And Yasmeen, I'll just simply add, I think it's a very reasonable hypothesis that when you think about histologic change, particularly effects on fibrosis, that you would need longer time on treatment in order to see those effects. In fact, of course, the histologic assessment itself is typically done, as you know, at 52 and 72 weeks. So it's not all that surprising to us that even early markers of fibrosis would need more time, potentially, to reveal any kind of impact post-treatment.
Thank you, team. And then 26-week data should be coming out next year?
Well, I think as we've mentioned before, Yasmeen, on some of our prior calls, really our commitment is to drive patients all the way to the 52-week treatment period. There is a 26-week assessment that's done. It's not a planned interim assessment in this study, but those markers and assessments are taken, and we'll see that data along with 52 weeks so that we have a better sense on the progression of treatment effects from 12 to 26 to 52 weeks once the study concludes in the second quarter of next year.
Our next question comes from Ellie Merle with Cantor Fitzgerald.
Congrats on the PBC enrollment. Just on PSC, on this interim analysis that you're taking after 10 patients in each arm reach 12 weeks, what are you looking to see in this interim? And what would you view as encouraging data, given this is an early time point? And outside of alk phos, what endpoint in PSC are you most focused on, whether it's liver stiffness, and if you could just sort of talk about kind of the magnitudes that you're hoping to see there. And then I have a follow-up. Thanks.
Yes, sure. Thanks for the question, Ellie, and I'll kick it off and perhaps let Chuck add some things to the degree I miss something. Really just to address the latter part of your question, we think about the potential benefit matched up with the unmet need in PSC -- of course, this is an indication for which there are no approved treatments for patients today. It is an autoimmune cholestatic liver disease like PBC, although we recognize that there are complexities. There's a greater degree of heterogeneity, typically a greater degree of inflammation and fibrosis.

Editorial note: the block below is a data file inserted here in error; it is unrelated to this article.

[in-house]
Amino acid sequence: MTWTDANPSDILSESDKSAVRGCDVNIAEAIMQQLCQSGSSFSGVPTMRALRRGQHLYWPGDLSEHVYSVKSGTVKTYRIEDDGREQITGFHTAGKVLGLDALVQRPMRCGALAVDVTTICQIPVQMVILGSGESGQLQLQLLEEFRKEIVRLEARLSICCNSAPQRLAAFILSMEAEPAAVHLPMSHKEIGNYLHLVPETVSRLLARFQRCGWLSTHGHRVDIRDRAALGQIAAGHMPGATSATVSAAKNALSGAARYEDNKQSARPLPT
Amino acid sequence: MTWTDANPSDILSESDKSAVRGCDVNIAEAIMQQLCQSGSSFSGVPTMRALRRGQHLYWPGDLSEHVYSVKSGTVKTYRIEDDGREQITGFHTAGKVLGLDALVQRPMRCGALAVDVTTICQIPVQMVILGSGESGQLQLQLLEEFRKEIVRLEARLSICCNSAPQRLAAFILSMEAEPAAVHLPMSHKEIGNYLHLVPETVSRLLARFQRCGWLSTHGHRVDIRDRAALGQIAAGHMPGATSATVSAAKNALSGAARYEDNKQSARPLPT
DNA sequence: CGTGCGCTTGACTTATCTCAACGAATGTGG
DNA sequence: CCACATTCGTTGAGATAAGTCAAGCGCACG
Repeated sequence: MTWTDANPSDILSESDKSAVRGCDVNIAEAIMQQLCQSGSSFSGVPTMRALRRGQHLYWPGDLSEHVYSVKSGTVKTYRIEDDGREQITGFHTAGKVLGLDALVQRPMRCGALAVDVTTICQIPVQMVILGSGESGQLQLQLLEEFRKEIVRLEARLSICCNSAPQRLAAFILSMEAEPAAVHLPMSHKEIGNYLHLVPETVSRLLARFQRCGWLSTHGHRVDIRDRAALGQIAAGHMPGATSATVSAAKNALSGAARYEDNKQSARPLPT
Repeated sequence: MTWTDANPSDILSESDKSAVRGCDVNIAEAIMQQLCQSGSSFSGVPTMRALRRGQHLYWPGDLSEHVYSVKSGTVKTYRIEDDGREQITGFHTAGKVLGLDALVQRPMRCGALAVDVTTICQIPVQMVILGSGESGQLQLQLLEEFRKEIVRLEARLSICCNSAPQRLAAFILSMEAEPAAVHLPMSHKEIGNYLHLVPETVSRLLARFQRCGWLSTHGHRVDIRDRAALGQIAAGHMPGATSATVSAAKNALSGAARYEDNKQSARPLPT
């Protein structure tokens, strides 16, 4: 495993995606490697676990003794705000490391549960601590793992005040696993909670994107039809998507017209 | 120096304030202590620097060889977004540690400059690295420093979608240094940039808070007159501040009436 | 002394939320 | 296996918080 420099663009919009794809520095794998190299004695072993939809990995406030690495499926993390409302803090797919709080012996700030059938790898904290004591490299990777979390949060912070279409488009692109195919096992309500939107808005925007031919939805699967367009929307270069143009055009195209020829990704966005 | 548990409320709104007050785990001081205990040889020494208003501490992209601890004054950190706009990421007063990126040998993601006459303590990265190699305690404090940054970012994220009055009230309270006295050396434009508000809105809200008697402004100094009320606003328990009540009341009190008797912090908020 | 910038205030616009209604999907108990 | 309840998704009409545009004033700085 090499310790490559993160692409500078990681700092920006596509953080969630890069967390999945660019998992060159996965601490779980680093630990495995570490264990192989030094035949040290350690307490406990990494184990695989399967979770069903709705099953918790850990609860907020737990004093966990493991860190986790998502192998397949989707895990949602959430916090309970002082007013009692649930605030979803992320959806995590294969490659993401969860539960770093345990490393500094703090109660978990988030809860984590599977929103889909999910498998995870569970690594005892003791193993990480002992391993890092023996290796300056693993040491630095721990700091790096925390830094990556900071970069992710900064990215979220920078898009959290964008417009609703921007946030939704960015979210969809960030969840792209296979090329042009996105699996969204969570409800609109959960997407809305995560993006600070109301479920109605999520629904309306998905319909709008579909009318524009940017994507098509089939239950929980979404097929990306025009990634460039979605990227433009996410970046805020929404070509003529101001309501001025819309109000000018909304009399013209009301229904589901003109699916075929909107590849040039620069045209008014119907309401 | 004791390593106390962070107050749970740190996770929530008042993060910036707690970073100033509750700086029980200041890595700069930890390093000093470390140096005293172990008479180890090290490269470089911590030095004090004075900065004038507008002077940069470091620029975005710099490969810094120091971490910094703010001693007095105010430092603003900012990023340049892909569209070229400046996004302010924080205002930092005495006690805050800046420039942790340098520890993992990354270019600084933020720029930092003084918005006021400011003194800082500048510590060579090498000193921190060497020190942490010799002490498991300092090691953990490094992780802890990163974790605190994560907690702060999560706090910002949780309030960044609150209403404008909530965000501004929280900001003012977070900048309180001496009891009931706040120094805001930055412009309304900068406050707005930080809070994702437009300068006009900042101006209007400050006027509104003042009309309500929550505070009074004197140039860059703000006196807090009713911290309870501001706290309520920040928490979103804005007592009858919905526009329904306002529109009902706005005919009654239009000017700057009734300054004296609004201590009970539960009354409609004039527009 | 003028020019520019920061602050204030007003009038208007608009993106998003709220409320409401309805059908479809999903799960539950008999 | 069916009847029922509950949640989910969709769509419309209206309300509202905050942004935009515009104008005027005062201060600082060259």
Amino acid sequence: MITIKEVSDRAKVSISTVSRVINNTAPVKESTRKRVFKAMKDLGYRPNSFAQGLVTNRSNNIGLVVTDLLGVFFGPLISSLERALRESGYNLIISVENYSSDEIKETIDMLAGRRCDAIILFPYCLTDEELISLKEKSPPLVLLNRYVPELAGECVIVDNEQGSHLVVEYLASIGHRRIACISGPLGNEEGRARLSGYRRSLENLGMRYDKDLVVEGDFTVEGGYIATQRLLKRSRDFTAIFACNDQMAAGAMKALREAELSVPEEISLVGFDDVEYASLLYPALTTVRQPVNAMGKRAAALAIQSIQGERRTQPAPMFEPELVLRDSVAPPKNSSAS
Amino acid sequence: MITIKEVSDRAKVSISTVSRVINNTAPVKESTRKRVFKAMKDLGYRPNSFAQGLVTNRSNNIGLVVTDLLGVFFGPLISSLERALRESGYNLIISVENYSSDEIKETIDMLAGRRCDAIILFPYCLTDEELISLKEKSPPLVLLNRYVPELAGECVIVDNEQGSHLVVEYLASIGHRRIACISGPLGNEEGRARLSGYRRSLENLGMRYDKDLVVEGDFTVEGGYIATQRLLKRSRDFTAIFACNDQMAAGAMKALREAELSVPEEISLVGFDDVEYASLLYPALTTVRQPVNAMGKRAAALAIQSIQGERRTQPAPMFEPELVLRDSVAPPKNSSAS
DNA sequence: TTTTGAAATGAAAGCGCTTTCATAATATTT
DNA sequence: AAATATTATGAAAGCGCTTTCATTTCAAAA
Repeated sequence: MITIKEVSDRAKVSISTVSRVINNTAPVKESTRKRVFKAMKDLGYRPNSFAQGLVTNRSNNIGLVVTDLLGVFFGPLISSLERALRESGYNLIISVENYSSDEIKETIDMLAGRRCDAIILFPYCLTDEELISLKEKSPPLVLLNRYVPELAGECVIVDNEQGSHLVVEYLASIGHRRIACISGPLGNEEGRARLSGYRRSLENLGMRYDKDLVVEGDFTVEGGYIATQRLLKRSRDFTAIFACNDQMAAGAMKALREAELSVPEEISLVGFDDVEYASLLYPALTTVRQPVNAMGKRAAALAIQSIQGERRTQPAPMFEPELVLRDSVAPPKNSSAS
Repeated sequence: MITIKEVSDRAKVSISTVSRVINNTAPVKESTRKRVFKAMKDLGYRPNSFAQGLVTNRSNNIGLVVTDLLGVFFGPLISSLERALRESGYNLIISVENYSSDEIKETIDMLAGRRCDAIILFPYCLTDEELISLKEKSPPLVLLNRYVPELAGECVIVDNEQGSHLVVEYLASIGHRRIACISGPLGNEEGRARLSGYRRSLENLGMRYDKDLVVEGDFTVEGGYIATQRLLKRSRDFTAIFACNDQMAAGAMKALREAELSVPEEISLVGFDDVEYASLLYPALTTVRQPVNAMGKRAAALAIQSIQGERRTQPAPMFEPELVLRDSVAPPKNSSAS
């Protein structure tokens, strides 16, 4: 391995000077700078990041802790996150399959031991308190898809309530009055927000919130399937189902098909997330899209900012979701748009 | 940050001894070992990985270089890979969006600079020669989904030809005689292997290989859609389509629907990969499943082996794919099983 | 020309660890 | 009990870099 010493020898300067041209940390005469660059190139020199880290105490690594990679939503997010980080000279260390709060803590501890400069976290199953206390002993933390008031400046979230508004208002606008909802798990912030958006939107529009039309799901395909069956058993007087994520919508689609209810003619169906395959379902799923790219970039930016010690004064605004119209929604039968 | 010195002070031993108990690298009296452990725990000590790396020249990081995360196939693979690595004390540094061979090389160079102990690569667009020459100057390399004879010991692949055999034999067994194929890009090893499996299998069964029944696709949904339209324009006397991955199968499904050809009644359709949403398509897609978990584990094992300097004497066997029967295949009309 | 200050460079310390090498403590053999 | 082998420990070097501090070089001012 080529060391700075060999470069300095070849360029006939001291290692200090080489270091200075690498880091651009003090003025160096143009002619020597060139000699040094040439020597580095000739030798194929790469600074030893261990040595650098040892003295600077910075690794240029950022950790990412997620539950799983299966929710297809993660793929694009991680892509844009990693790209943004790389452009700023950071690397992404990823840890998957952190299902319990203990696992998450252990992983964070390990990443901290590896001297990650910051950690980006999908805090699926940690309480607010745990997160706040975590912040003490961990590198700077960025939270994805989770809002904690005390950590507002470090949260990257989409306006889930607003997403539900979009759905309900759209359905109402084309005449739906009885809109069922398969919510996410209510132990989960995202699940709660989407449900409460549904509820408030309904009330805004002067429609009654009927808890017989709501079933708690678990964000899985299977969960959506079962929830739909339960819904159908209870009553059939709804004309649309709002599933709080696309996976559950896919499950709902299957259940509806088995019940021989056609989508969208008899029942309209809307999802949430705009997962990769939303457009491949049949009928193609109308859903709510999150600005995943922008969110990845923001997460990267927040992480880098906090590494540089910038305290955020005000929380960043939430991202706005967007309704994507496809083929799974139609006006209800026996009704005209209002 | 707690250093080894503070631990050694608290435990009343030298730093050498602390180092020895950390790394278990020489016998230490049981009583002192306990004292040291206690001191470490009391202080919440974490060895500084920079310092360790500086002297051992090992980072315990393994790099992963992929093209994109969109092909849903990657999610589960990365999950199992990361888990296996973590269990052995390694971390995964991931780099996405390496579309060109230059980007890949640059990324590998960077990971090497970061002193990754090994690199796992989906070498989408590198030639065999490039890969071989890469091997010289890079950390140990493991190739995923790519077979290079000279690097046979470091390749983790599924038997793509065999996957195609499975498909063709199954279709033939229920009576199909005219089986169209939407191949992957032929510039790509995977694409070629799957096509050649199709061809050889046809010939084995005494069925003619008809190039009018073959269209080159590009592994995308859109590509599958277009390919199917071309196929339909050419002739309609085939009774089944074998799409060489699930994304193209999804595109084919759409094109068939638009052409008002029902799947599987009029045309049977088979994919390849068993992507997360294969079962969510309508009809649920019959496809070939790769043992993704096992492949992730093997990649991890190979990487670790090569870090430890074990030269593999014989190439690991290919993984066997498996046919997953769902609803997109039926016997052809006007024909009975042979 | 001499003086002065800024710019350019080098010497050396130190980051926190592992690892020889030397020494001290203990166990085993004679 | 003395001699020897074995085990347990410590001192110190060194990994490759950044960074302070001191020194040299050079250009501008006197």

So when we think about, broadly, assessment on various impacts of seladelpar, I think one, we would like to continue to see and would expect to see the anticholestatic activity that we've seen in PBC and even in the setting of NASH for PSC patients. We're also very focused on understanding whether or not the anti-inflammatory effects that we also see in both PBC and NASH translate to specific benefits in patients with PSC. The primary endpoint on alkaline phosphatase at 24 weeks I think answers part of that question with respect to the cholestasis that patients suffer from, but as you know, there are a host of key secondary measures that are in our study, including liver stiffness, as you pointed out, with FibroScan. So very focused on understanding the impacts on liver stiffness over that 24-week period. We'll look at a host of additional wet biomarkers of inflammation as well as fibrosis. We're going to be doing some imaging in this study as well, MRCP, as well as MRCP plus, is actually incorporated in this study.
And I think fundamentally, what we're trying to get a better view on is the potential benefit, again, specifically on inflammation, and also on fibrosis in the setting of PSC. And so to the degree that these secondary measures give us a better view on overall liver health and particularly on potential effects on fibrosis, those, we think, could be quite meaningful for this population of patients.
With respect to the interim analysis, as you've seen us do in the setting of PBC, a vast majority of the anticholestatic benefit that we've observed typically occurs within 12 to 16 weeks. So part of the interim is to give us some idea of the various doses that we've incorporated into the study and the effects on alkaline phosphatase at that 12-week time point. It also gives us some interim analysis around general overall safety in the population as the study progresses. So I think it can be quite informative.
For us, the key in adding an interim analysis to a study in particular is to give us further insights on the conduct of the study beyond, and we think this will give us an opportunity to have some view on the potential benefit of seladelpar in this population and how that may translate as patients stay on treatment to the conclusion of the 24-week treatment period.
Got it. That's very helpful. And then just in terms of thinking about the timeframe for this interim, I know you just started, but if there's any sort of way we should think about how long enrollment will take in order to get to the 10 patients per group and how we should we think about kind of when this interim might occur, that would be helpful. Thanks.
Yes. Sure, Ellie. This is part of the challenge as we just get the study kicked off. I think what we'd like to be able to do is provide more specific and more accurate guidance as the study progresses. So it's about a 100-patient study, as we've identified, so it wouldn't be atypical for the study to really take till the end of 2020 to fully enroll, but here again, we'll provide more specific guidance, particularly around interim and final top line data, as we get further into enrollment.
Our next question comes from Steve Seedhouse with Raymond James.